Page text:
What’s going on with the Kings? They weren’t all that much different against the Ducks in a 4-2 loss on Saturday. Have the other teams figured out whatever it was that they were doing to allow for more offense early in the season?
The Sharks almost made it more scary, putting on a flurry with 25.6 seconds left in period two and getting Kuemper down. The puck went toward the net, and was stopped in the crowd. It landed in the slot again and a Sharks forward played it back towards the net. Christian Folin was in the goalie spot, and he made a leg save to keep the game different by only two.
Just to stick with the line analysis for a minute, period three started like this: with Toffoli playing alongside Kempe and Lewis. Then out came Gaborik with Iafallo and Nick Shore. They were followed by Clifford, Andreoff, and Torey Mitchell. The last unit out was Kopitar, Pearson, and Brown.
So the lines were righted. But how do you play offense when you save your best players for the fourth shift of the period?
Here’s the math: 102 points sitting on the bench for the first three minutes of a period when you’re down 2-0.
The Kings did find a way back in, with a goal scored by Trevor Lewis at 12:42 of the third. They had just come off an unproductive power play.
And let the record show that they hit two posts in the game. A goal here or there is what makes the difference in today’s NHL. Those pucks might have turned the tide.
The Sharks earlier got a third goal when Drew Doughty forced himself up into the offense, then coasted back while Clifford and Martinez played defense. The Sharks had a 3-on-2, and with Clifford trying to stop a cross-ice pass, they had the puck get through anyway to Donskoi. Doughty caught him up and hooked over his stick. Donskoi got off a sort of shot, and it was knocked in by Boedker at the edge of the crease. The team added an empty-net goal near the end, Thornton’s tenth of the year.
The Kings lost their fourth game in a row. They have only two wins in their last eight, plus an OT point.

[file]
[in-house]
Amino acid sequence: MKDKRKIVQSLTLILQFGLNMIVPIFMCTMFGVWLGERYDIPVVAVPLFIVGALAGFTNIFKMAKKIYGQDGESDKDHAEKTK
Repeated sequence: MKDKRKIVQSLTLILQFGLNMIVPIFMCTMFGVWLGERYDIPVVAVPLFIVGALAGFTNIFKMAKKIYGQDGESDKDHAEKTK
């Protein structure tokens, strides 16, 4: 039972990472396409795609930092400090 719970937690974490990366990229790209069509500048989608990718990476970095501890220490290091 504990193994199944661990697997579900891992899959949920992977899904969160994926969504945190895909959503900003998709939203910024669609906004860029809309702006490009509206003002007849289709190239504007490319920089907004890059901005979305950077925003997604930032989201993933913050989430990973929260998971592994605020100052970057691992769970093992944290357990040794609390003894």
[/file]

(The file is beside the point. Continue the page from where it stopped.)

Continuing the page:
After the game, Trevor Lewis said, “We’ve got to clean up some things and get some more urgency of play within the game.” But that ignores the fact that the Kings won the shots and shot attempts battle and the faceoffs. They outhit the Sharks by 2-1 (34-17).
He would add, “They were more desperate than us tonight. We have to crank it back up here, get the intensity and urgency back up.” He also said that Martin Jones in the San Jose net had been strong. “He’s a good goalie, but they’re a good defensive team too. When we recovered pucks tonight, we didn’t get a whole lot.”
“It starts in the D zone and carries on in the forecheck. When we do forecheck, it’s kind of in and out. Back in our end. You get tired playing that way,” Lewis said.
Chris Tierney of the Sharks saw things more or less the same way in terms of what the Sharks do. “You dial in a bit more when you’re playing a rival. . . . This is kind of what this team’s built for is playing those tight games, and you know, two or thee-one games where we try to lock it down and prevent them from scoring. Our team does a pretty good job of locking it down usually in the third period and holding onto leads.”
The Sharks have won two straight and three of six, with two OT points thrown in. They exit the game just out of the second wildcard spot, and with four games in hand on the team they trail (Minnesota). The Sharks have played fewer games than anyone in the West save Vegas (42 games).
The Kings play Pittsburgh at home on Thursday before heading to Anaheim for a rematch of the fight-filled game of Saturday last. They then host the Rangers next Sunday.
San Jose is on the road versus Arizona and Colorado.
My new book is Mixing Memory and Desire: Why Literature Can’t Forget the Great War. If you’re interested in the topic or have connections to a library or librarian, please help me with some promo.